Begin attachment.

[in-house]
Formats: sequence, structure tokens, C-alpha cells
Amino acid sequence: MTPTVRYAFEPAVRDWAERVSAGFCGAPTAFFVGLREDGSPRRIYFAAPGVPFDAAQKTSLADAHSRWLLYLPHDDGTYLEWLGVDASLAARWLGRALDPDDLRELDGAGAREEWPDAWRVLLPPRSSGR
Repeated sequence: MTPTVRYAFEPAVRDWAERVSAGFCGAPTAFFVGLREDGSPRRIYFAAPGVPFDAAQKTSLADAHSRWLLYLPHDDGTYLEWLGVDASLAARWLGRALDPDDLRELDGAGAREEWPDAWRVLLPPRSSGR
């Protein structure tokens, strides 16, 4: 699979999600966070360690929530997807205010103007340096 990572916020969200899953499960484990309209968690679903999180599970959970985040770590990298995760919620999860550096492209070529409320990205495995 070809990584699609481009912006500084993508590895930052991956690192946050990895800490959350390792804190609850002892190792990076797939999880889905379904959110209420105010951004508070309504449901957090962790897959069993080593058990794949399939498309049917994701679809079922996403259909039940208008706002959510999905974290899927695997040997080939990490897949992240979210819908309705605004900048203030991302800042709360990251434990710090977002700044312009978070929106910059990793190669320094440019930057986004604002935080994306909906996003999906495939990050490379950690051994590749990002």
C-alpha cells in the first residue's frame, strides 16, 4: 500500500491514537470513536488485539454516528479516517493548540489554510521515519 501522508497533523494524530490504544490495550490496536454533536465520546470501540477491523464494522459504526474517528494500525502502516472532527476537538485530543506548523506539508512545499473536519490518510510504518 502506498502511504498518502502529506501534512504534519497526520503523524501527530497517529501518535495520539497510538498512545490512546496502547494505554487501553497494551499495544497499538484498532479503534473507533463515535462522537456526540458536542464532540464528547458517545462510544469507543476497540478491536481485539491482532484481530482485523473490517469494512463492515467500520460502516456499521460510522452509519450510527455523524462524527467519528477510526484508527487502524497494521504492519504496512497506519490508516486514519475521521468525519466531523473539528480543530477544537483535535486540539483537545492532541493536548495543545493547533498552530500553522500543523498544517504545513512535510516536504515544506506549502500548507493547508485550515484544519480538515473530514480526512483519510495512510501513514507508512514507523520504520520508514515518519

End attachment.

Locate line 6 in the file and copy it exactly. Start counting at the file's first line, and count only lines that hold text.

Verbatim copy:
C-alpha cells in the first residue's frame, strides 16, 4: 500500500491514537470513536488485539454516528479516517493548540489554510521515519 501522508497533523494524530490504544490495550490496536454533536465520546470501540477491523464494522459504526474517528494500525502502516472532527476537538485530543506548523506539508512545499473536519490518510510504518 502506498502511504498518502502529506501534512504534519497526520503523524501527530497517529501518535495520539497510538498512545490512546496502547494505554487501553497494551499495544497499538484498532479503534473507533463515535462522537456526540458536542464532540464528547458517545462510544469507543476497540478491536481485539491482532484481530482485523473490517469494512463492515467500520460502516456499521460510522452509519450510527455523524462524527467519528477510526484508527487502524497494521504492519504496512497506519490508516486514519475521521468525519466531523473539528480543530477544537483535535486540539483537545492532541493536548495543545493547533498552530500553522500543523498544517504545513512535510516536504515544506506549502500548507493547508485550515484544519480538515473530514480526512483519510495512510501513514507508512514507523520504520520508514515518519